Animals are the main attraction at Madikwe Game Reserve; but the history of the area carries the indelible – and ancient – history of its local people.
As you stand in the vast expanse of Madikwe Game Reserve, it’s tempting to think that nothing happens here – or ever has. Yet those trees over there, that river down that side, and that koppie (hill) on the horizon each have a story to tell of a place steeped in history and tradition.
The famous Mafikeng Road, which now runs through the reserve, was once used by explorers, hunters, merchants and missionaries as part of an early-1800s trade corridor that linked Cape Town to Bulawayo. Figures like Cecil John Rhodes and David Livingstone trod these paths – as did the likes of King Mzilikazi, leader of the Matabele tribe, who crossed the area that now makes up Madikwe Game Reserve in the 19th Century as he expanded his kingdom.
The reserve itself has an unusual origin story, being established on land that was no longer fit for farming. In the 1990s the South African government, through Operation Phoenix, translocated more than 10 000 animals of 28 species into the reserve.
The area’s rich cultural history began almost one million years ago, when Stone Age humans lived and hunted here. Artifacts from their time have been found along the Marico River, close to Tweedepoort Ridge. After 900 AD Iron Age humans arrived in the Dwarsberg region, and between 1300 and 1420, when the climate was cool and dry due to the Little Ice Age, Sotho-Tswana people moved here from East Africa. The Hurutshe people were among the first to arrive, settling at Kaditshwene in the Marico River Valley.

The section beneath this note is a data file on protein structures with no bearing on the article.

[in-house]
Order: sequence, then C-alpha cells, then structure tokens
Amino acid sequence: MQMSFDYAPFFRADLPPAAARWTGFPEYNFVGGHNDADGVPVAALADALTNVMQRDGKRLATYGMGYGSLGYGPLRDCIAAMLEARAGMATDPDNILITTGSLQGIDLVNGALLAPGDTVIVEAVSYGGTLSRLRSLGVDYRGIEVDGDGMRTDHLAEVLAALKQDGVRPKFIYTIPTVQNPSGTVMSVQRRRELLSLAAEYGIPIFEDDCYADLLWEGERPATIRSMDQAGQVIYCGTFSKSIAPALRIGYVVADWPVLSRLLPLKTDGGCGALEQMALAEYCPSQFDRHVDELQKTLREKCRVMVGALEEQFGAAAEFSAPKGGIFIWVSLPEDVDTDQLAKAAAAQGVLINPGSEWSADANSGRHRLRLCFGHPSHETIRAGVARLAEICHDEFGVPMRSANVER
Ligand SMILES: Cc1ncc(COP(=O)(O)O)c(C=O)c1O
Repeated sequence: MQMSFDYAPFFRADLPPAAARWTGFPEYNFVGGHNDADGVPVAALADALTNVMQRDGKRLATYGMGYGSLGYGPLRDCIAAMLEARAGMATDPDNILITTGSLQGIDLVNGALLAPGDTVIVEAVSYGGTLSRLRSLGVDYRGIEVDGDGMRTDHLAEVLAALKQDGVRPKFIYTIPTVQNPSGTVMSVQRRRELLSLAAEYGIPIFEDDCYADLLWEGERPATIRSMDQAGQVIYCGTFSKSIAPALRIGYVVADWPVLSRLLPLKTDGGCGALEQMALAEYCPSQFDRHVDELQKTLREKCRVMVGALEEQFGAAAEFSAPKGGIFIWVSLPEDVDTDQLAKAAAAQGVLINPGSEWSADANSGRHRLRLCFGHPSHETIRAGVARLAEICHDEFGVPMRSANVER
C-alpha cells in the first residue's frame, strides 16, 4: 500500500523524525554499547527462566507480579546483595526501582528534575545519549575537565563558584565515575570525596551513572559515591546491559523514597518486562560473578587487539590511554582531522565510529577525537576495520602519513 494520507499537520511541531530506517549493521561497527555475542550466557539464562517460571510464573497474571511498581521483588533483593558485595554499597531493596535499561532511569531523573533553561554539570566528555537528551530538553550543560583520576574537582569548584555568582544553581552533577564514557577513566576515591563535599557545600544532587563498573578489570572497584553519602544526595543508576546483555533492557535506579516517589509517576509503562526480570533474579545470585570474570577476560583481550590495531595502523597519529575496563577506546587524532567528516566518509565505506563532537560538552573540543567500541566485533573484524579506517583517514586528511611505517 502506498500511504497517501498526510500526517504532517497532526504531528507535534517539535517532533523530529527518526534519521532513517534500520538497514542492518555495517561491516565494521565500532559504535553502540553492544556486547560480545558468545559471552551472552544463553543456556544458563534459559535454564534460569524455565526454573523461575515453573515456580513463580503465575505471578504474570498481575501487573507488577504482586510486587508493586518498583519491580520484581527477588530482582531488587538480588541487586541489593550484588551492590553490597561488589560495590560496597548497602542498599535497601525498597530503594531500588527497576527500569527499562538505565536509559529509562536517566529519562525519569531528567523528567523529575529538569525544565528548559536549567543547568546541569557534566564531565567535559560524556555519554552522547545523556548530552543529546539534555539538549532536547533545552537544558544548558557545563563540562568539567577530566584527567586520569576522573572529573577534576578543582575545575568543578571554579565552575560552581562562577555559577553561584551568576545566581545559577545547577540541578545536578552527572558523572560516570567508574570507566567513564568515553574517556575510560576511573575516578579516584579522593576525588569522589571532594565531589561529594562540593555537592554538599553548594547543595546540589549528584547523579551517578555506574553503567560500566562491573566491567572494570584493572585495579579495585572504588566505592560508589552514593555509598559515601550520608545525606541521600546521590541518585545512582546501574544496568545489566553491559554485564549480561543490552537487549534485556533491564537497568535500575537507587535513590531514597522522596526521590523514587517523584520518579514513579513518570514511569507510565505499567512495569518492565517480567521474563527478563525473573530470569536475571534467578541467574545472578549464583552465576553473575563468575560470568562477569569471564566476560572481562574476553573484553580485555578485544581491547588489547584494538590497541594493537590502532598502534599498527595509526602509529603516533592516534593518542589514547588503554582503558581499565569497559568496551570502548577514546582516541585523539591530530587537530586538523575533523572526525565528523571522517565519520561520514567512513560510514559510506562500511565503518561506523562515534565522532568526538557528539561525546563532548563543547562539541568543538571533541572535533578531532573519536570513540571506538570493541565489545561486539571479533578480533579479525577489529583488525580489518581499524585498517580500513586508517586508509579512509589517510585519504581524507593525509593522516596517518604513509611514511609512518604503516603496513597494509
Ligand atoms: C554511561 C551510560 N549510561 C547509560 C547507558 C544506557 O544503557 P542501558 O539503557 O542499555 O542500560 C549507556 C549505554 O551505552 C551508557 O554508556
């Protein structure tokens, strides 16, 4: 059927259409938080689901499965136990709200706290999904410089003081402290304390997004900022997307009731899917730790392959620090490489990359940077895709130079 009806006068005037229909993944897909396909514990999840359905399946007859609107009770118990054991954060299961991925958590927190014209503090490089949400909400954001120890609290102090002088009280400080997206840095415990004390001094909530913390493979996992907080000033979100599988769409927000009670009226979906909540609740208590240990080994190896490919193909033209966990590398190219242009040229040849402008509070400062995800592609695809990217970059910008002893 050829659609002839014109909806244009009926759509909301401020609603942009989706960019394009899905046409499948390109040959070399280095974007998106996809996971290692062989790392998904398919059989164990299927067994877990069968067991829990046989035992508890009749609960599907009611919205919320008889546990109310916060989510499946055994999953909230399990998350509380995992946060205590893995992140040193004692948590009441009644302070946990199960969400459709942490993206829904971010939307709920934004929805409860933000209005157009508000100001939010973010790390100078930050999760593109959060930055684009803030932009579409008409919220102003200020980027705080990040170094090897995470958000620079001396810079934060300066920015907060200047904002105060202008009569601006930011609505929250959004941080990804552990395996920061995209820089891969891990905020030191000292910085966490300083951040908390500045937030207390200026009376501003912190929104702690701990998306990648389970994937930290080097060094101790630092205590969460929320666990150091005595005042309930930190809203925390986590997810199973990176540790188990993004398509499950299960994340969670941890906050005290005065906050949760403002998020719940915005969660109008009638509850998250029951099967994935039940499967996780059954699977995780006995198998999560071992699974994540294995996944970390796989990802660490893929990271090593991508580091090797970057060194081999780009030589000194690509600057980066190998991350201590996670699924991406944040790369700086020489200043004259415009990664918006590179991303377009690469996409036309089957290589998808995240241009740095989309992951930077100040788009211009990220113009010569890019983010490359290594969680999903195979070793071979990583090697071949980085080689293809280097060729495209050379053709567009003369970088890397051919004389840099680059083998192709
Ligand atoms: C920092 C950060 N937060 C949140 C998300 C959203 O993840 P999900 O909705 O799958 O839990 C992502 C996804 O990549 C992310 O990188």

The 19th Century brought the Difaqane: a period of unrest which forced the Sotho-Tswana people to move from their homesteads to the safety of Madikwe’s hilltops. Kaditshwene lay in ruins. Marico – from the Tswana word meaning “drenched with blood” – carries the memory of the battle that destroyed the settlement in 1823.
Boers (farmer-settlers) came next, freeing the Sotho-Tswana people from enslavement by Zulu chief Mzilikazi, and establishing a hunter’s road through Derdepoort to Matabeleland. Civil war between Boer clans was followed by the Boer War against the British, before – finally – peace came to Madikwe. In the early 1900s South African author Herman Charles Bosman spent time living here, finding inspiration in its colourful local characters and unique frontier atmosphere.
That history, that character, is etched into the rocks, rivers and valleys of Madikwe Game Reserve. Guests can still visit the Kaditshwene Ruins in the Tshwenyane Hills; discover Thaba Sione, the rock engraving site near Khunwana and Kraaipan; knock on the door of Bosman’s School near Abjaterskop; explore Khunwana, the capital city of the Barolong people; and see the monument to the first engagement of the Boer War at Kraaipan.
Speak to the staff at your Madikwe Game Reserve safari lodge, and ask about exploring some of those sites – and more – on your safari game drive.
All Madikwe Game Reserve safari lodges offer guided safari game drives as part of their guest experience. These are led by knowledgeable field guides, who are well versed in the reserve’s rich historical and cultural heritage.